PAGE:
Postdoc Opportunity in Atomic Origami with McEuen and Cohen Groups at Cornell
Lance Cooper via Nadya Mason
Atomic Origami: a technology platform for nanoscale machines, sensors, and robots
A joint postdoctoral fellow position between the Itai Cohen and Paul McEuen labs at Cornell.
What would we be able to do if we could build cell-scale machines that sense, interact, and control their micro environment? Can we develop a Moore’s law for robots?
In Richard Feynman’s classic talk "There's Plenty of Room at the Bottom" he foretold of the coming revolution in the miniaturization of electronics components. This vision is largely being achieved and pushed to its ultimate limit as Moore's Law comes to an end. In this same lecture, Feynman also points to the possibilities that would be opened by the miniaturization of machines. This vision, while far from being realized, is equally as tantalizing. For example, even achieving miniaturization to micron length scales would open the door to machines that can interface with biological organisms through biochemical interactions, as well as machines that self-organize into superstructures with mechanical, optical, and wetting properties that can be altered in real time. If these machines can be interfaced with electronics, then at the 10's of micron scale alone, semiconductor devices are small enough that we could put the computational power of the spaceship Voyager onto a machine that could be injected into the body. Such robots could have on board detectors, power sources, and processors that enable them to make decisions based on their local environment allowing them to be completely untethered from the outside world.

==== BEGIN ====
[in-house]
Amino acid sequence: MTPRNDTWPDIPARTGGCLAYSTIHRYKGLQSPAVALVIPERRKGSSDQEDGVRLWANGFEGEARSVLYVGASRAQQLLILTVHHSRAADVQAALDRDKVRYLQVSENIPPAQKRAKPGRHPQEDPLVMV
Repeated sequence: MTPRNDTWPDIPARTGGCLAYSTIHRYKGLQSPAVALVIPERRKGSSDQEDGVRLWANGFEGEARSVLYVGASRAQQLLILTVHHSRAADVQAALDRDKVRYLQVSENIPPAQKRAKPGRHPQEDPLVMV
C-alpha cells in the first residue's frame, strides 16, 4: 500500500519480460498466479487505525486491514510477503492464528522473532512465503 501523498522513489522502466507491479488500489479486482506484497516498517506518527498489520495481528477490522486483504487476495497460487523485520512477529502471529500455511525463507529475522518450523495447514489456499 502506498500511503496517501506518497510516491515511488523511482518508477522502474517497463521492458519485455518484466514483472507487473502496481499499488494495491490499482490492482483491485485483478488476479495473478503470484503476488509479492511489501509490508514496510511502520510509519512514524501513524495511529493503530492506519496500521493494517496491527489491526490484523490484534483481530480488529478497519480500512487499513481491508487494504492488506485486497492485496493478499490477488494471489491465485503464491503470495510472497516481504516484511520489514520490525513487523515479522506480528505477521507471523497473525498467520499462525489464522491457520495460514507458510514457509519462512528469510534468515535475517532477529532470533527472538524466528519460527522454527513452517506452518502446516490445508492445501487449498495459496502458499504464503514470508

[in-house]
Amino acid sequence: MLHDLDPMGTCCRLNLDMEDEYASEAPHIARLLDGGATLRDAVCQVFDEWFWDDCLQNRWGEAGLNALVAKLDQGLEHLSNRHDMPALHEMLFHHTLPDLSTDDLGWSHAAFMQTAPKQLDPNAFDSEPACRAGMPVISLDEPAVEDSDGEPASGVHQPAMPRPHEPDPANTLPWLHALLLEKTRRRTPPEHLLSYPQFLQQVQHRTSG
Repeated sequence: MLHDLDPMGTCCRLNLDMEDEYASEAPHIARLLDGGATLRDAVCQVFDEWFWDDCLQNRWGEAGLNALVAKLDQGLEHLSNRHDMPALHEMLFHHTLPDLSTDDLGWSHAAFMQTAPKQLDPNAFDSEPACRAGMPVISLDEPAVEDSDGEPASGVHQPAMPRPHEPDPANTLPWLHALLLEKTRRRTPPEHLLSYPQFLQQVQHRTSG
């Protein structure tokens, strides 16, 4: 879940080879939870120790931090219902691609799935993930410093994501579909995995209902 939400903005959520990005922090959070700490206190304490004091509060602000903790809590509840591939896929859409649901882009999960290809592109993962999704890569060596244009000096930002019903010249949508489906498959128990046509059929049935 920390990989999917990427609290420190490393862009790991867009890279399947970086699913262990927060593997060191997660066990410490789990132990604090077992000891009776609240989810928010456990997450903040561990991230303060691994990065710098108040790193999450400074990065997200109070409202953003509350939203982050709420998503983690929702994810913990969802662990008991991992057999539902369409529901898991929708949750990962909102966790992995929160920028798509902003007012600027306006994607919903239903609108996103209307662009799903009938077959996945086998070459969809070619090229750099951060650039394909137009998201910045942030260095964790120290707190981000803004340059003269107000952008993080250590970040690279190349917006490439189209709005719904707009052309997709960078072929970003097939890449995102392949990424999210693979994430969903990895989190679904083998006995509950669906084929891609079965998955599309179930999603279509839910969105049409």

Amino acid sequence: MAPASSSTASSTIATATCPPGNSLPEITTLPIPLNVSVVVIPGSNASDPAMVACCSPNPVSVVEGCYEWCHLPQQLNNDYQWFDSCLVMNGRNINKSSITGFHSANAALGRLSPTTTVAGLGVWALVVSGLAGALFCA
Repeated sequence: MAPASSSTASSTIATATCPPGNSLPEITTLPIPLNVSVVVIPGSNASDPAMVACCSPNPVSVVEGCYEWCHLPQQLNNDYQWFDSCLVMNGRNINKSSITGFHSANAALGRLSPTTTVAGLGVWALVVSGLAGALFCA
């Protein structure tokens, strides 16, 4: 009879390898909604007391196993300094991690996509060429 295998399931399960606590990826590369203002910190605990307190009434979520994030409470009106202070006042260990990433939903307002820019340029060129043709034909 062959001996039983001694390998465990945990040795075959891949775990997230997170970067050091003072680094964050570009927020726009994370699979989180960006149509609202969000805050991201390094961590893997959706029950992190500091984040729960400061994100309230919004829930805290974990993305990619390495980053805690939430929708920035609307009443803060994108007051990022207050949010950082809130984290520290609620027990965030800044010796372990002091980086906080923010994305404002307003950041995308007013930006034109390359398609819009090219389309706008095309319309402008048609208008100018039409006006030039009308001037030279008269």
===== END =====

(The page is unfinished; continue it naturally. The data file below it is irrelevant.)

We are in search of a postdoctoral fellow that will make seminal advances critical for achieving this vision.
Our groups recently developed an atomic origami technology platform to create machines and robots at the cellular scale. We have demonstrated how to use 2D lithography to create bimorph based hinges that enable self-assembly of sheets into 3D structures. These 3D scaffolds are being integrated with electronics, optics, and chemical sensing to create a new generation of 3D machines with the potential for large scale lithographic fabrication.
Applicants should have a PhD, an excellent publication record, and a fearless attitude.